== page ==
What can you achieve with summits? Many nations make trade and investment deals, such as free trade agreements. You can find details of some existing multinational economic relationships in the World Stock Exchange (more on which, again, later).
You can also make defence pacts, alliances, or military co-operation arrangements. However, first of all, you must check out the war system and fill out a war list for your country – please do this as soon as possible after getting a plot on the map. Until you do this, your country won’t be considered as having any military at all. Should diplomatic tensions escalate to the point that you end up at war with another country (the RP for which should go in the Warzone forum), please bear the following things in mind – war must be realistic, and war must not be god-moded (i.e., you don’t control what happens to other countries and their militaries). If you think another country is god-moding or RPing war unrealistically, let one of the admins know.
Finally, the lighter side of international relations. The EU has many regular events in the Culture & Sport forum where countries can get together and compete against each other, or simply showcase the best their cultures have to offer. These include Eurovoice (our answer to Eurovision), the UEFA football tournament, and Skate Inquista. Many of these events and RPs, especially cultural or sporting events and multinational summits or parties, will be open for everyone, including you, to sign up to - such events are a great way to get involved in the region and to RP with a whole host of veteran players.
With all these things, from summits to embassy threads to war RPs, it's a good idea to look at existing examples to get an idea of what is good (and therefore, more fun) RP. Ask the admins if you'd like them to point out any specific examples to you.
VII. Internal RP
You can also develop your own country’s politics, economy, military, culture, and more. The most common way of roleplaying your nation’s internal affairs is by creating a news outlet (or you can have more than one – but again, don’t go overboard) in the European News Consortium forum. There you can post simple news reports, more in-depth reports, news with a particular slant or writing style, or opinion pieces from your country’s punditry. You can write on any subject, and any aspect of your country, that would be seen in a normal news outlet.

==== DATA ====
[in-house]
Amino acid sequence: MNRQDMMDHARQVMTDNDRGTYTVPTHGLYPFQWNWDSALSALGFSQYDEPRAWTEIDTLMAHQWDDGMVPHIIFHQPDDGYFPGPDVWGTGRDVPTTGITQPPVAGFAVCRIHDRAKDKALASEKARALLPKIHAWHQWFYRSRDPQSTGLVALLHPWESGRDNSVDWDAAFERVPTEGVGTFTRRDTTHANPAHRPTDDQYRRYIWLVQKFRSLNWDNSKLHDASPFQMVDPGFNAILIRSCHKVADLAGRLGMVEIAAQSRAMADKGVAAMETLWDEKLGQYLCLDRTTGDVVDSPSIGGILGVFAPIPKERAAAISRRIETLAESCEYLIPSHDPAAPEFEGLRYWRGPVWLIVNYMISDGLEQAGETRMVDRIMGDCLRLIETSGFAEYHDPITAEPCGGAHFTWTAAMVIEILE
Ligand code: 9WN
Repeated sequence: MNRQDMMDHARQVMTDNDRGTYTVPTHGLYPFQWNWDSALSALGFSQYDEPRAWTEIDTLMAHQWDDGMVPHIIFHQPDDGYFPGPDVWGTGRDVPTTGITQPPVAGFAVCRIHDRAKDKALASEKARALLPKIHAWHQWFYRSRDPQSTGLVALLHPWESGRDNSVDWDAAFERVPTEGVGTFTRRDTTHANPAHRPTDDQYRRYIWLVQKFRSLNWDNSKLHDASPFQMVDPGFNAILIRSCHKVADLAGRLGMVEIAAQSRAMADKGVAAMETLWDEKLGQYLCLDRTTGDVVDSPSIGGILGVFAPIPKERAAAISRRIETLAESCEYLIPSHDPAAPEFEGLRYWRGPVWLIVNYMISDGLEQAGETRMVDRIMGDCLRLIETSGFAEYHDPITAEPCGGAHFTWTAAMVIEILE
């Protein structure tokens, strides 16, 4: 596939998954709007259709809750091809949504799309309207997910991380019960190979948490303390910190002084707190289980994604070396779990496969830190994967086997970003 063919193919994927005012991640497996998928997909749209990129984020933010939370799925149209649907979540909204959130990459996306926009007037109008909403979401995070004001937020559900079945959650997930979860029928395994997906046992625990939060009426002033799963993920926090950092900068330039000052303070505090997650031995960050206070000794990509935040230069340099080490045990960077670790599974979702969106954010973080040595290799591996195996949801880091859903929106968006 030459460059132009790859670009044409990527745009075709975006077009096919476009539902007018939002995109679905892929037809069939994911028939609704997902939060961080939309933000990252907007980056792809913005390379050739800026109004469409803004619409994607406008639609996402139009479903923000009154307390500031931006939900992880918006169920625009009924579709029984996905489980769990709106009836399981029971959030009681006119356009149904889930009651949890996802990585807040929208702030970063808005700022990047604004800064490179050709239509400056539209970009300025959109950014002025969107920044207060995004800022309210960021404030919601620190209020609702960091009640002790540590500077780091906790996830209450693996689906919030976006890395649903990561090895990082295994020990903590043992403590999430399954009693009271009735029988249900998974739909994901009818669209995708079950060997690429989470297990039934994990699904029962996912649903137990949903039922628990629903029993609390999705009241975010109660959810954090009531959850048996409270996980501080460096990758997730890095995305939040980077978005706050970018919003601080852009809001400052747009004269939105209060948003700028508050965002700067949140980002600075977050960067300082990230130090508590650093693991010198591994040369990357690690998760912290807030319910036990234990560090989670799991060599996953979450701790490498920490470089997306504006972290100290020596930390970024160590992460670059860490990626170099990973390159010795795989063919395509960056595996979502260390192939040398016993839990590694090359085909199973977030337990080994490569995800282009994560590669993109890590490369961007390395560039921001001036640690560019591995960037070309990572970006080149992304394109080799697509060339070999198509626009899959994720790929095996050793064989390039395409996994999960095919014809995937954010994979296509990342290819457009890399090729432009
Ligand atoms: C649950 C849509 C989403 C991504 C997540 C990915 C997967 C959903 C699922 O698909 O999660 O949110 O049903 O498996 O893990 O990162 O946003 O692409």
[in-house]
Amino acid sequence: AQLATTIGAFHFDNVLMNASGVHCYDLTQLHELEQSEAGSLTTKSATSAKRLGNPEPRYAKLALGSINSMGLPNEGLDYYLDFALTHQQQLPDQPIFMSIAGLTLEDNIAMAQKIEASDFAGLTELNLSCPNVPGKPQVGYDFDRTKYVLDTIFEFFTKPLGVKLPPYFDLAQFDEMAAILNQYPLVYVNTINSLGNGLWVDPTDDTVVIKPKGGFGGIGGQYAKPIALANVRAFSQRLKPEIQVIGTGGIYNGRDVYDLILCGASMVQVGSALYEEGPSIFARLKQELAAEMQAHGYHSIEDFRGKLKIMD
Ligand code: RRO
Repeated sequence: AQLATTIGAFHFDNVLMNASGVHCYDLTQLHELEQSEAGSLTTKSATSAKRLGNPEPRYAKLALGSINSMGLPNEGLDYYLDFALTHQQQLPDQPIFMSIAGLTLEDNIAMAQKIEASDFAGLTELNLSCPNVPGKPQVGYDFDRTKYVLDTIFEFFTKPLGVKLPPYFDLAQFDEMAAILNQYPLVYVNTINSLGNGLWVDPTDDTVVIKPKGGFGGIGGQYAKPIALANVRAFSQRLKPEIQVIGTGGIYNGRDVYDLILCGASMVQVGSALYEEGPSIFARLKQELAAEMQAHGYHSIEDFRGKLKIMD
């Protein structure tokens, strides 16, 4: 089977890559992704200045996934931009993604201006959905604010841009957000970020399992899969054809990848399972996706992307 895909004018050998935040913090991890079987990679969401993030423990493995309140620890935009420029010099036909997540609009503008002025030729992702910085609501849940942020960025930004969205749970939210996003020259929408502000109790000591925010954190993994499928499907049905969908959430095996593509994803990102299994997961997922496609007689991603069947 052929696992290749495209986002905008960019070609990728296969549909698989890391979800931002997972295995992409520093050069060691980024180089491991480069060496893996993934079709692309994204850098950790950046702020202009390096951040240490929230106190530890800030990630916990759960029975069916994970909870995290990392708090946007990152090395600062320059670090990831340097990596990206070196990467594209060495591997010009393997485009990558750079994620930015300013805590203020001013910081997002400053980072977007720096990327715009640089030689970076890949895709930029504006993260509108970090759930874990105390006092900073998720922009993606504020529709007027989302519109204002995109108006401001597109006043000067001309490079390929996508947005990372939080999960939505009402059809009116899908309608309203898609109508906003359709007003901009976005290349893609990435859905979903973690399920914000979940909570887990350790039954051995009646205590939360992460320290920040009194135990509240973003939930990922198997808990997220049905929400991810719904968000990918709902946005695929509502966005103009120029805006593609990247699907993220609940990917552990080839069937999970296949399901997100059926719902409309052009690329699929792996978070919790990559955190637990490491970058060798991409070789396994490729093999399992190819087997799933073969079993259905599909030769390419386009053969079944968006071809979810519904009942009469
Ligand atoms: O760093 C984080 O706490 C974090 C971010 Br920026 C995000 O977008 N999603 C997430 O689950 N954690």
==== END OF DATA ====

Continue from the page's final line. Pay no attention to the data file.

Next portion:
If you want to actually roleplay events ‘as they happen’, rather than through the mouth of a journalist, you’ve a range of options depending on what, exactly, the RP is. Cultural and sporting events, such as a national sporting competition or an art gallery, go, unsurprisingly, in the Culture & Sport forum. If you want to create a company that can then trade or deal with other companies, both within your country and abroad, or even a stock exchange, then the World Stock Exchange is for you. Military exercises, meanwhile, would go in the Warzone. Everything else, from elections to terrorist attacks to political intrigue, can be found in the Politics & Incidents forum. If ever you’re unsure as to which forum to put an RP, you can either ask someone or just go ahead – if you’re in the wrong forum, one of the admins will soon enough move it to the right place for you.
The opportunities really are endless – and as ever, it’s a good idea to look at some existing examples to see what is good internal RP. But try to follow these basic points:
- Be realistic, but don’t confuse ‘realistic’ for boring, uneventful, and super-serious. You absolutely can have fun, humour, and a touch of the absurd in a realistic RP – look at Donald Trump, or Jeremy Corbyn, or Leicester City! The real world is full of absurdly funny things, and the same goes for the EU. As with all things, though, don’t go overboard.